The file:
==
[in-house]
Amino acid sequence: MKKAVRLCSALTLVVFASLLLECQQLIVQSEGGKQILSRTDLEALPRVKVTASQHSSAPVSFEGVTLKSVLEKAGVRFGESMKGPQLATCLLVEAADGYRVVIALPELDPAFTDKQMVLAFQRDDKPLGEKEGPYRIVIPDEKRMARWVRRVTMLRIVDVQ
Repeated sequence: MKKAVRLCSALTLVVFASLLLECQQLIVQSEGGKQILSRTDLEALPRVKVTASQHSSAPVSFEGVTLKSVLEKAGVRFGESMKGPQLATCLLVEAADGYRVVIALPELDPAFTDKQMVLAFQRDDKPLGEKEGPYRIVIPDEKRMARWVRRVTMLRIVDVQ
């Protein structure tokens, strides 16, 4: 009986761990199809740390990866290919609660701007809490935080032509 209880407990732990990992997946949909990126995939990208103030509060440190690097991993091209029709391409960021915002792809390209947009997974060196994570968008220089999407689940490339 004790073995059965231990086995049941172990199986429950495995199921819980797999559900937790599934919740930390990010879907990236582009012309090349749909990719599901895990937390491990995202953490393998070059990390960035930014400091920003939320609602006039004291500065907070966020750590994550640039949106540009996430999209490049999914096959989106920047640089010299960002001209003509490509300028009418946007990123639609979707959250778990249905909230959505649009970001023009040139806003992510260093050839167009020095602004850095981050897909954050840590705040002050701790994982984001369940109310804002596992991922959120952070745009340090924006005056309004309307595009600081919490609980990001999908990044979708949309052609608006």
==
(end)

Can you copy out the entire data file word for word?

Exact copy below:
[in-house]
Amino acid sequence: MKKAVRLCSALTLVVFASLLLECQQLIVQSEGGKQILSRTDLEALPRVKVTASQHSSAPVSFEGVTLKSVLEKAGVRFGESMKGPQLATCLLVEAADGYRVVIALPELDPAFTDKQMVLAFQRDDKPLGEKEGPYRIVIPDEKRMARWVRRVTMLRIVDVQ
Repeated sequence: MKKAVRLCSALTLVVFASLLLECQQLIVQSEGGKQILSRTDLEALPRVKVTASQHSSAPVSFEGVTLKSVLEKAGVRFGESMKGPQLATCLLVEAADGYRVVIALPELDPAFTDKQMVLAFQRDDKPLGEKEGPYRIVIPDEKRMARWVRRVTMLRIVDVQ
């Protein structure tokens, strides 16, 4: 009986761990199809740390990866290919609660701007809490935080032509 209880407990732990990992997946949909990126995939990208103030509060440190690097991993091209029709391409960021915002792809390209947009997974060196994570968008220089999407689940490339 004790073995059965231990086995049941172990199986429950495995199921819980797999559900937790599934919740930390990010879907990236582009012309090349749909990719599901895990937390491990995202953490393998070059990390960035930014400091920003939320609602006039004291500065907070966020750590994550640039949106540009996430999209490049999914096959989106920047640089010299960002001209003509490509300028009418946007990123639609979707959250778990249905909230959505649009970001023009040139806003992510260093050839167009020095602004850095981050897909954050840590705040002050701790994982984001369940109310804002596992991922959120952070745009340090924006005056309004309307595009600081919490609980990001999908990044979708949309052609608006």